As mentioned we need a computer friendly format for our geometric intuition as computers cannot natively process polytopes and it seems like a headache to write software which can. So what format do computers like? *Matrices.* Yes, tables of numbers are highly addictive to computers. Now we need to rephrase our problem in terms of matrix operations. To do this let us define something called the *tableau form*:

While this tableau form might be the input to a computer program, it is still not the ideal starting point for the algorithm. Most implementations will first rearrange the tableau into the *canonical tableau form*. This is done by rearranging the \(A\) matrix. Notice that we can re-order the columns of \(A\) without effecting the result. A tableau can be put in canonical form if the columns of \(A\) can be swapped around such that it contains an identity matrix. Thus, the above tableau can be rewritten in canonical form as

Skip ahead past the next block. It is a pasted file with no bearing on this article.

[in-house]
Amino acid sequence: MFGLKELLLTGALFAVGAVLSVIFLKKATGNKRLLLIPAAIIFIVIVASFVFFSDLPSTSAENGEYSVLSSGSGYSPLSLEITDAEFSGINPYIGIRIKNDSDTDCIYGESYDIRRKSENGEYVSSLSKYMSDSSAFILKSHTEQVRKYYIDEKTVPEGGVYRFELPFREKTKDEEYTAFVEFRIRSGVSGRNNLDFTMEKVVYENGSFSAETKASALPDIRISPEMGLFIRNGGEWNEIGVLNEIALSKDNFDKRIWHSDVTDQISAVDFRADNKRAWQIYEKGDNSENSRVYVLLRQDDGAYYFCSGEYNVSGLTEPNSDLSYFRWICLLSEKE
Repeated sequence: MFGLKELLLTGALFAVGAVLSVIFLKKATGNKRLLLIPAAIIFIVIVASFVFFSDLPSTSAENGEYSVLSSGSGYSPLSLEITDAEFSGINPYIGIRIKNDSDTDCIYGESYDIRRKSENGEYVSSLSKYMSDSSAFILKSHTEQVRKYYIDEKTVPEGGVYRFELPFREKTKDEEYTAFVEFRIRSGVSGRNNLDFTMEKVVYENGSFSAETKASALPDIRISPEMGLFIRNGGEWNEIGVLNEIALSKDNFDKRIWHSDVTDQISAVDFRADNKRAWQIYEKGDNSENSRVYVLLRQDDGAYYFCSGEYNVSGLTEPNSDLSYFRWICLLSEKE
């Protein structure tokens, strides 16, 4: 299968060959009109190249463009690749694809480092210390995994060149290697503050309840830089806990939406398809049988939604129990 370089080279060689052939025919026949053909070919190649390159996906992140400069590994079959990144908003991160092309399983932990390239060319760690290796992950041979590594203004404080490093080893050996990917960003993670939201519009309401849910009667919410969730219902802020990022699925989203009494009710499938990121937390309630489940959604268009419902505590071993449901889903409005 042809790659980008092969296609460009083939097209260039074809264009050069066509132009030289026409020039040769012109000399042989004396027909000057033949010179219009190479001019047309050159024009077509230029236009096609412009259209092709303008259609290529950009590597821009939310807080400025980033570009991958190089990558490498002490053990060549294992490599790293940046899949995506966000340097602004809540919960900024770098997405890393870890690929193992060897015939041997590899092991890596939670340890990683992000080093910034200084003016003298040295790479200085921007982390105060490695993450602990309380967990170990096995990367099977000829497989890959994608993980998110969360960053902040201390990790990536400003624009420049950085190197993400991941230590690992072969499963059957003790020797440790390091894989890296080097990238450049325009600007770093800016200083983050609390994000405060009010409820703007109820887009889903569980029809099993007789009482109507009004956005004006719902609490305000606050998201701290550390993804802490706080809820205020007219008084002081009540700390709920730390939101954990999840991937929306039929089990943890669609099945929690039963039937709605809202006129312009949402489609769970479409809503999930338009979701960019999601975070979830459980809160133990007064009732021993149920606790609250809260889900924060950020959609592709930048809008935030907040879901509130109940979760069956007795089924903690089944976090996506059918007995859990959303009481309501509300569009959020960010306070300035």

which, using row-addition operations, can be rewritten as

\[\begin{bmatrix} 1 & 0 & -\hat{\bm c}^\intercal_D & z \\ \bm 0 & I & D & \bm b \\ \end{bmatrix}\]Now the variables corresponding to the columns in the identity matrix are called basic variables, while the rest are free variables. If we set all the free variables to \(0\), then we can simply solve for the basic variables as they will just be the corresponding value in \(\bm b\). These values give a *basic feasible solution*, which is the same as choosing the first extreme point on the polytope.